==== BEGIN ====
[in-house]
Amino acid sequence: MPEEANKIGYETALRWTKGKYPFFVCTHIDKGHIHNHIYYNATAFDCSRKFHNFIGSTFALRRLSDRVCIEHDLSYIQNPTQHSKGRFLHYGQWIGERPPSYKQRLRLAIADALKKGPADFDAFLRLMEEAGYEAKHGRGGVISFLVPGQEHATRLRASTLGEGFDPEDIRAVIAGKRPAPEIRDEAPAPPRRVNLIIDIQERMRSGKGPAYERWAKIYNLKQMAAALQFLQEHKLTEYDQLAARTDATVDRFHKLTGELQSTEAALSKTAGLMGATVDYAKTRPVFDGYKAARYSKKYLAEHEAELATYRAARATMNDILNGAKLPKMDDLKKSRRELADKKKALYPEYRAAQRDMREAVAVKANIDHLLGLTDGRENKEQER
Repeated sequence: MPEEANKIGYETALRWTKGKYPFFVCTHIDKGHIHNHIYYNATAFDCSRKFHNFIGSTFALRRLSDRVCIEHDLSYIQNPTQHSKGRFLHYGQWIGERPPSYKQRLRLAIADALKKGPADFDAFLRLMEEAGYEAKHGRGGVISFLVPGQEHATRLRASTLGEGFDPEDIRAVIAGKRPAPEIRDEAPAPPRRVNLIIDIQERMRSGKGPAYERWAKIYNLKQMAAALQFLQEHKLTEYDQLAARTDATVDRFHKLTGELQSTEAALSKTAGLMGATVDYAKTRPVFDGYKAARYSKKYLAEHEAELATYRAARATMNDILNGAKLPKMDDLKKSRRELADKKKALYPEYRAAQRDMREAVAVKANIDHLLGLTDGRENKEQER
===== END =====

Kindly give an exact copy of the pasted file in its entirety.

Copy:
[in-house]
Amino acid sequence: MPEEANKIGYETALRWTKGKYPFFVCTHIDKGHIHNHIYYNATAFDCSRKFHNFIGSTFALRRLSDRVCIEHDLSYIQNPTQHSKGRFLHYGQWIGERPPSYKQRLRLAIADALKKGPADFDAFLRLMEEAGYEAKHGRGGVISFLVPGQEHATRLRASTLGEGFDPEDIRAVIAGKRPAPEIRDEAPAPPRRVNLIIDIQERMRSGKGPAYERWAKIYNLKQMAAALQFLQEHKLTEYDQLAARTDATVDRFHKLTGELQSTEAALSKTAGLMGATVDYAKTRPVFDGYKAARYSKKYLAEHEAELATYRAARATMNDILNGAKLPKMDDLKKSRRELADKKKALYPEYRAAQRDMREAVAVKANIDHLLGLTDGRENKEQER
Repeated sequence: MPEEANKIGYETALRWTKGKYPFFVCTHIDKGHIHNHIYYNATAFDCSRKFHNFIGSTFALRRLSDRVCIEHDLSYIQNPTQHSKGRFLHYGQWIGERPPSYKQRLRLAIADALKKGPADFDAFLRLMEEAGYEAKHGRGGVISFLVPGQEHATRLRASTLGEGFDPEDIRAVIAGKRPAPEIRDEAPAPPRRVNLIIDIQERMRSGKGPAYERWAKIYNLKQMAAALQFLQEHKLTEYDQLAARTDATVDRFHKLTGELQSTEAALSKTAGLMGATVDYAKTRPVFDGYKAARYSKKYLAEHEAELATYRAARATMNDILNGAKLPKMDDLKKSRRELADKKKALYPEYRAAQRDMREAVAVKANIDHLLGLTDGRENKEQER